On the same day it filed suit, Funai filed an ex parte motion for a temporary restraining order to freeze all of the assets of Daewoo Electronics America, Inc. located in Illinois. Judge Norgle, acting in his capacity as the emergency judge, granted the motion, which expires today. The plaintiff now seeks an extension of the temporary restraining order, while the defendant asks that it be allowed to expire on its own accord. On October 21, 2010, the court asked the parties for additional briefing, which is now completed. The court also allowed the parties to present oral argument.
Standard for a Motion for a Temporary Restraining Order
Funai requests an extension of the temporary restraining order entered by Judge Norgle. To obtain a temporary restraining order, the movant must show that: (1) it is reasonably likely to succeed on the merits; (2) no adequate remedy at law exists; (3) it will suffer irreparable harm which, absent injunctive relief, outweighs the irreparable harm the respondent will suffer if the injunction is granted; and (4) the injunction will not harm the public interest. Joelner v. Vill. of Washington Park, Illinois, 378 F.3d 613, 619 (7th Cir. 2004) (setting forth preliminary injunction standard); Long v. Bd of Educ., Dist. 128, 167 F. Supp. 2d. 988, 990 (N.D. Ill. 2001) (noting that the standard for issuing a temporary restraining order is identical to the standard used for preliminary injunctions). Furthermore, "[t]he movant has the burden of proof to make a clear showing that it is entitled to the relief it seeks." International Profit Associates, Inc. v. Paisola, 461 F. Supp. 2d 672, 675-76 (N.D. Ill. 2006).
As discussed above, Funai's two-count complaint seeks a declaratory judgment finding that it is entitled to the funds in Daewood Electronics America, Inc.'s account at Bank of America (Count I). Funai also contends that Daewood Electronics America, Inc. violated Illinois' version of the Uniform Fraudulent Transfer Act, 740 ILCS § 160/5, because it "is actively transferring funds from its account at Bank of America, N.A., for the purpose of hindering, delaying or defrauding [Funai]" and "[a]t the time of such transfers, [Daewood Electronics America, Inc.] was insolvent and [Funai's] creditor status existed." Complaint at ¶¶ 38-39; see also Complaint at ¶ 29 ("On information and belief, [Daewood Electronics America, Inc.] has transferred and is continuing to transfer funds out of its account and out of the reach of [Funai].")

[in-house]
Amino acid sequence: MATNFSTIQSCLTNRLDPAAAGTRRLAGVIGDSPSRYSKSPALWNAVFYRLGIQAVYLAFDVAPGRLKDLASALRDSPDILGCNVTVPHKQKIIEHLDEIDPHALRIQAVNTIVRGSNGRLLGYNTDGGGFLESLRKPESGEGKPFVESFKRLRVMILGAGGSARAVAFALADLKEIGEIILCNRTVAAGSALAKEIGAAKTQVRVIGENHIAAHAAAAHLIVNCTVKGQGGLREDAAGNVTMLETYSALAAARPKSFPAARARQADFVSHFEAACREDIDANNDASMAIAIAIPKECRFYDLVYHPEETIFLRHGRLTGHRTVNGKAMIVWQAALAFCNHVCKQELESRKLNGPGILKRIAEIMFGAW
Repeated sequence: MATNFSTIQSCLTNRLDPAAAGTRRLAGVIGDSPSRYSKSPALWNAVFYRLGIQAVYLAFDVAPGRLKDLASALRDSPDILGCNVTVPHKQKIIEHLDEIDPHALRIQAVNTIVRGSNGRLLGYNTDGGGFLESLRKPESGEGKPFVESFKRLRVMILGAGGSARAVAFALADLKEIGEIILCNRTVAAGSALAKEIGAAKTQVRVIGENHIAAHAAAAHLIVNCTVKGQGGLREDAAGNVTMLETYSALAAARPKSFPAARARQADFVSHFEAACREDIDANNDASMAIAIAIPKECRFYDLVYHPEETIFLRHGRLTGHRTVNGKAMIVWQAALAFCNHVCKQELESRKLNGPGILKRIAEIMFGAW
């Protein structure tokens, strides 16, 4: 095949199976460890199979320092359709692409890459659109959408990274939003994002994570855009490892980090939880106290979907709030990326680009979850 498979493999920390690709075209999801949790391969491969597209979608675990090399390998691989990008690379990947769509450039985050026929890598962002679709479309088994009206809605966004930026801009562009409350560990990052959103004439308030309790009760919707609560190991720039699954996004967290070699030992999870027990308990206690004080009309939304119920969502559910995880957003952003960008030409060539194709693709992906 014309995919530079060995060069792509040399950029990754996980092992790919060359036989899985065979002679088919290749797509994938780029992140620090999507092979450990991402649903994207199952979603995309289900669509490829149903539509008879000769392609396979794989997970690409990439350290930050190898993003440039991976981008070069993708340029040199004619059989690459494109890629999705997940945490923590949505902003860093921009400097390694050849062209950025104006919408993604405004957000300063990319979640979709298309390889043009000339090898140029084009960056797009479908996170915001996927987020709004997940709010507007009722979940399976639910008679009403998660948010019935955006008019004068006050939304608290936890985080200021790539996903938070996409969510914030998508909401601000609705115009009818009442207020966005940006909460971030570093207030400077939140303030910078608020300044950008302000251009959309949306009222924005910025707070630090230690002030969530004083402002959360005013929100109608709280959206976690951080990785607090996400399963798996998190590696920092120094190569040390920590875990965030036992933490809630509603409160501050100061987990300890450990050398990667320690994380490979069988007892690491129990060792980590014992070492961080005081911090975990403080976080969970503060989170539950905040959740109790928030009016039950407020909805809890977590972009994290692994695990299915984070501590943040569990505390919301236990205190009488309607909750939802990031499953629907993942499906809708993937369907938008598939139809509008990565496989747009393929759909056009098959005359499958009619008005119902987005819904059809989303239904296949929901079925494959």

In Grupo Mexicano de Desarrollo, S.A. v. Alliance Bond Fund, Inc., 527 U.S. 308 (1999), the Supreme Court held that a district court lacks authority to issue a preliminary injunction preventing defendants from disposing of their assets pending adjudication of a plaintiff's claim for money damages. Id. at 333. The basis of this rule is that "until [a] creditor has established title, he has no right to interfere [with the debtor's property], and it would lead to an unnecessary, and perhaps, a fruitless and oppressive interruption of the debtor's rights." Id. at 320.
However, when a plaintiff seeks equitable as opposed to legal relief, a preliminary injunction may be available. See id. at 325; citing Deckert v. Independence Shares Corp., 311 U.S. 282 (1940). Funai seeks to freeze Daewood Electronics America, Inc.'s assets in Illinois. As a general rule, a suit seeking to recover a fraudulent conveyance is an action at law if the plaintiff is attempting to recover money. Granfinanciera, S.A. v. Nordberg, 492 U.S. 33, 43-49 (1989). Nevertheless, in Grupo, the Supreme Court declined to determine whether the Uniform Fraudulent Transfer Act could alter a creditor's interest in its debtor's property and thus did not foreclose a plaintiff's opportunity to obtain injunctive relief based on a fraudulent conveyance claim seeking money. See Grupo, 527 U.S.at 324 n.7 (a "state statute eliminating the need for a judgment may have altered the common-law rule that a general contract creditor has no interest in his debtor's property. Because this case does not involve a claim of fraudulent conveyance, we express no opinion on this point").
The court need not delve into whether injunctive relief is proper given the facts of this case since even assuming that it is, Funai is not entitled to freeze all of Daewoo Electronics America, Inc.'s assets held at the Bank of America. Funai does not have a final judgment, as the Federal Circuit's opinion clearly contemplates further proceedings before the district court which have not occurred since the mandate has not yet issued in the Federal Circuit case. Funai concedes as much, as it alleges that "[t]he import of the Federal Circuit's September 1, 2010 opinion is that [Daewoo Electronics America, Inc.] is liable for the $10,766,717.11 default judgment." Complaint at ¶ 2. Thus, Funai cannot enforce a judgment that is not yet final.*fn1